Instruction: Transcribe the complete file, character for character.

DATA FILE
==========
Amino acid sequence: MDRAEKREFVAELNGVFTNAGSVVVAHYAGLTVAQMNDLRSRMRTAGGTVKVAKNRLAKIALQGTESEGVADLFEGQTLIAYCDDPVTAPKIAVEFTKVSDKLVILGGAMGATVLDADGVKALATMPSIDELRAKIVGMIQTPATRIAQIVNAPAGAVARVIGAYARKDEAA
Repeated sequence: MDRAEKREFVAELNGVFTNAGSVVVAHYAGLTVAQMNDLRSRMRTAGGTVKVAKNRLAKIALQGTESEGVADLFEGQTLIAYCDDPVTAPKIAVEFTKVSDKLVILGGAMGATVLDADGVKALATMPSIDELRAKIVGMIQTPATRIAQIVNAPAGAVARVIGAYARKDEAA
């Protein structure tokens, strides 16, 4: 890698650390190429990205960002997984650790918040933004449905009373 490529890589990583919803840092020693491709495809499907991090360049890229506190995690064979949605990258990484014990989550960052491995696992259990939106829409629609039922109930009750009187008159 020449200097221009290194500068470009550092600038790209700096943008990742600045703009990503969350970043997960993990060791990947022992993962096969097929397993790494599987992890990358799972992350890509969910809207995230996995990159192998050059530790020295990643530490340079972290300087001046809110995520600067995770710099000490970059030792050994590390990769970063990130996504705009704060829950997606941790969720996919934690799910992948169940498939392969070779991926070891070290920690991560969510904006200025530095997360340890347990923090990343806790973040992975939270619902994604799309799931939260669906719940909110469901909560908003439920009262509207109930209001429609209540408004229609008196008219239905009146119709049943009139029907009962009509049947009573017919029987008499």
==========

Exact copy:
Amino acid sequence: MDRAEKREFVAELNGVFTNAGSVVVAHYAGLTVAQMNDLRSRMRTAGGTVKVAKNRLAKIALQGTESEGVADLFEGQTLIAYCDDPVTAPKIAVEFTKVSDKLVILGGAMGATVLDADGVKALATMPSIDELRAKIVGMIQTPATRIAQIVNAPAGAVARVIGAYARKDEAA
Repeated sequence: MDRAEKREFVAELNGVFTNAGSVVVAHYAGLTVAQMNDLRSRMRTAGGTVKVAKNRLAKIALQGTESEGVADLFEGQTLIAYCDDPVTAPKIAVEFTKVSDKLVILGGAMGATVLDADGVKALATMPSIDELRAKIVGMIQTPATRIAQIVNAPAGAVARVIGAYARKDEAA
């Protein structure tokens, strides 16, 4: 890698650390190429990205960002997984650790918040933004449905009373 490529890589990583919803840092020693491709495809499907991090360049890229506190995690064979949605990258990484014990989550960052491995696992259990939106829409629609039922109930009750009187008159 020449200097221009290194500068470009550092600038790209700096943008990742600045703009990503969350970043997960993990060791990947022992993962096969097929397993790494599987992890990358799972992350890509969910809207995230996995990159192998050059530790020295990643530490340079972290300087001046809110995520600067995770710099000490970059030792050994590390990769970063990130996504705009704060829950997606941790969720996919934690799910992948169940498939392969070779991926070891070290920690991560969510904006200025530095997360340890347990923090990343806790973040992975939270619902994604799309799931939260669906719940909110469901909560908003439920009262509207109930209001429609209540408004229609008196008219239905009146119709049943009139029907009962009509049947009573017919029987008499």